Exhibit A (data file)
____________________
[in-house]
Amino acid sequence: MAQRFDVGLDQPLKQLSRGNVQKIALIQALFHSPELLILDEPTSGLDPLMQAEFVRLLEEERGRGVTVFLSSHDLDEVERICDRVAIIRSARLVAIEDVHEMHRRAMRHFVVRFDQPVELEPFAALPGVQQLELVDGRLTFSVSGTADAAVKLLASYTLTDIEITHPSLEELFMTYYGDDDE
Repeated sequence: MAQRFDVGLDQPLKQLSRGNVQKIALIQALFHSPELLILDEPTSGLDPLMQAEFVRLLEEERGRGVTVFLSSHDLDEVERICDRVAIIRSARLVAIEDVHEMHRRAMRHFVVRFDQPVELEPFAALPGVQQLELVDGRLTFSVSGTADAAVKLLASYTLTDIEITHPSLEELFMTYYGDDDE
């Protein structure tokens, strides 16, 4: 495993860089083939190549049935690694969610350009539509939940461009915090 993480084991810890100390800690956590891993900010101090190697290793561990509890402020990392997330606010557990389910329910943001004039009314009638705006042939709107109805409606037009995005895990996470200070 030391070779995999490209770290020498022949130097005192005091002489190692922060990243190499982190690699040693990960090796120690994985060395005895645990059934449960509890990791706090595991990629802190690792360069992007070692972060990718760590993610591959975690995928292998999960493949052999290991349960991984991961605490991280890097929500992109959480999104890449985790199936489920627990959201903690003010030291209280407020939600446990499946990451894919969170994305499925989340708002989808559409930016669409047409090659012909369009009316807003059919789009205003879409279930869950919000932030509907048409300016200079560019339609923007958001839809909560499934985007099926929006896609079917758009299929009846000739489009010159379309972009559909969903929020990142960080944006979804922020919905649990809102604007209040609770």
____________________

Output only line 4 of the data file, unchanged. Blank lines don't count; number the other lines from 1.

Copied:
């Protein structure tokens, strides 16, 4: 495993860089083939190549049935690694969610350009539509939940461009915090 993480084991810890100390800690956590891993900010101090190697290793561990509890402020990392997330606010557990389910329910943001004039009314009638705006042939709107109805409606037009995005895990996470200070 030391070779995999490209770290020498022949130097005192005091002489190692922060990243190499982190690699040693990960090796120690994985060395005895645990059934449960509890990791706090595991990629802190690792360069992007070692972060990718760590993610591959975690995928292998999960493949052999290991349960991984991961605490991280890097929500992109959480999104890449985790199936489920627990959201903690003010030291209280407020939600446990499946990451894919969170994305499925989340708002989808559409930016669409047409090659012909369009009316807003059919789009205003879409279930869950919000932030509907048409300016200079560019339609923007958001839809909560499934985007099926929006896609079917758009299929009846000739489009010159379309972009559909969903929020990142960080944006979804922020919905649990809102604007209040609770």